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CER Onshore Pipeline Regulation Overhaul

Jonathan Brun

The Canadian Energy Regulator (CER) (formerly National Energy Board NEB) is currently reviewing the Onshore Pipeline Regulations (OPR). Nimonik has been working with this regulation and many Oil & Gas midstream companies for years, it is great to see the regulator updating it. The CER just released its initial report on the feedback it has received from Industry Groups, Indigenous groups and other relevant stakeholders. The CER OPR report and details can be found here.

The CER aims to deliver regulations that support safety, security, environmental protection, and reconciliation with Indigenous Peoples while encouraging innovation and providing predictable, timely, and inclusive oversight. The review process is guided by the CER’s commitment to the United Nations Declaration on the Rights of Indigenous Peoples (UN Declaration).

The outcome of this initial round of feedback is clear:

The Canada Energy Regulator (CER) initiated a multi-year process in January 2022 to improve the regulatory framework for onshore pipelines. The first phase of engagement saw unprecedented participation, with over 400 people providing feedback on how to improve oversight and engagement. Key themes that emerged from this phase include:

  • advance reconciliation with Indigenous Peoples,
  • increase Indigenous involvement
  • incorporate Indigenous knowledge in lifecycle oversight,
  • improve clarity and transparency, and
  • update guidance and implementation of the Onshore Pipeline Regulations (OPR).

Feedback from the first phase of engagement highlighted the importance of meaningful engagement and communication with Indigenous Peoples throughout all phases of a project’s lifecycle. Respondents also emphasized the need for incorporating Indigenous knowledge in decision-making processes and involving Indigenous Peoples in compliance verification, monitoring, and emergency management activities.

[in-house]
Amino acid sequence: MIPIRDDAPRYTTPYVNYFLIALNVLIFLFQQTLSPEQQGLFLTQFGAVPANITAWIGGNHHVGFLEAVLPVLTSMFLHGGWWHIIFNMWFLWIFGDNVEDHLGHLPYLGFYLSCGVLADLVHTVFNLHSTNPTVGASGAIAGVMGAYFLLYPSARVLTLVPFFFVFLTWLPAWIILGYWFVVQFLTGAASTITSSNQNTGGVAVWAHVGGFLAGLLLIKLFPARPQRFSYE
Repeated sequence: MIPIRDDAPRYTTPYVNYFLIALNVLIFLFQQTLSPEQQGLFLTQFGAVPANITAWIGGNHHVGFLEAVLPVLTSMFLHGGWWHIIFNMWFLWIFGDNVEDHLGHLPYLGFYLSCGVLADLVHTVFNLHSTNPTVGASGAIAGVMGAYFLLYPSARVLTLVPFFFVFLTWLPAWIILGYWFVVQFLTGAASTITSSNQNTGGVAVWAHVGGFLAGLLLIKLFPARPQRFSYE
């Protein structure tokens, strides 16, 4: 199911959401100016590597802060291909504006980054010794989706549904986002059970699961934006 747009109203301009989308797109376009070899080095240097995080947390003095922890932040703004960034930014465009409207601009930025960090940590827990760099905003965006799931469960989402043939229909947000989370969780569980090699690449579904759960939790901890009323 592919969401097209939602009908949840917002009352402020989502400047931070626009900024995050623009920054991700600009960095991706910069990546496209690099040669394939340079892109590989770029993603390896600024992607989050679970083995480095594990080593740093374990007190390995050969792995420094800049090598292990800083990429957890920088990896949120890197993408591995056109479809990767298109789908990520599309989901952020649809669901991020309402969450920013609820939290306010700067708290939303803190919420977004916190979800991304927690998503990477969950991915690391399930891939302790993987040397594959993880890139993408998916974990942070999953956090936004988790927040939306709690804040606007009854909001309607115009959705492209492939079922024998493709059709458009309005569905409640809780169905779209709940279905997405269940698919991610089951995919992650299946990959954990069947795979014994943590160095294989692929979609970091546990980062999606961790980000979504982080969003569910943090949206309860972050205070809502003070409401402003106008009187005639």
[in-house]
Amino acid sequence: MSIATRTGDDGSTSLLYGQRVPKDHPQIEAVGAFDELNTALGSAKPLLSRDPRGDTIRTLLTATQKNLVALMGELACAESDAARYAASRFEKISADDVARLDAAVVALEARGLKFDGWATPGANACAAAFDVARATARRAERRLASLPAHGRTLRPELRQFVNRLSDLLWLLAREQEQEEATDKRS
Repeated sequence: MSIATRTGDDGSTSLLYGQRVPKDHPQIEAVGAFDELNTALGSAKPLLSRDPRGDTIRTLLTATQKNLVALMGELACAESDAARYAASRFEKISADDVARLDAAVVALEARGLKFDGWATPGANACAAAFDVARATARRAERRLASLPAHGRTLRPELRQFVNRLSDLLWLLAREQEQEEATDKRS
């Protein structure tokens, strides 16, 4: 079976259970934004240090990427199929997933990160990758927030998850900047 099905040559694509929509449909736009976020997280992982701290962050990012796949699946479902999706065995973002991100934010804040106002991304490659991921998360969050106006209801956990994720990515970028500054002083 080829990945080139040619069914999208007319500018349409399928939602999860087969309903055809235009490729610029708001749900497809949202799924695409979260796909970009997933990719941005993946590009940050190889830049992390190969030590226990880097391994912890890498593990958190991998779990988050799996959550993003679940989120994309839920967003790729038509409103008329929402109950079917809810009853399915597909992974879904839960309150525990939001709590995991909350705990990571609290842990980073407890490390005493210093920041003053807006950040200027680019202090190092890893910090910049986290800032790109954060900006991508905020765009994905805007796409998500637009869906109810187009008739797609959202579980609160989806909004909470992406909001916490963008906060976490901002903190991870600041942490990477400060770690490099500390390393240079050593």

The CER committed to improved transparency, predictability, and efficiency in the regulatory lifecycle. Feedback suggested that performance-based requirements and flexibility are essential for supporting innovation and competitiveness. Additionally, there is a need for better coordination and alignment with other jurisdictions to reduce regulatory overlap and improve outcomes.

Based on Nimonik’s work with over many midstream operators who are subject to CER regulations (those who operate across provincial or national borders), it is certain that industry welcomes a stronger relationship with Indigenous communities. Industry is also particularly interested in receiving clear and actionable guidance on the OPR and how it is enforced. Numerous companies have struggled to meet the requirements in section 6.5 Management System Processes as different audits by the CER have had different approaches to some of the requirements. Clarity, consistency, transparency are all key elements of the enforcement of the CER. Nimonik welcomes the proposed changes form the CER and looks forward to contributing to its improvement to ensure compliance across the Canadian midstream industry.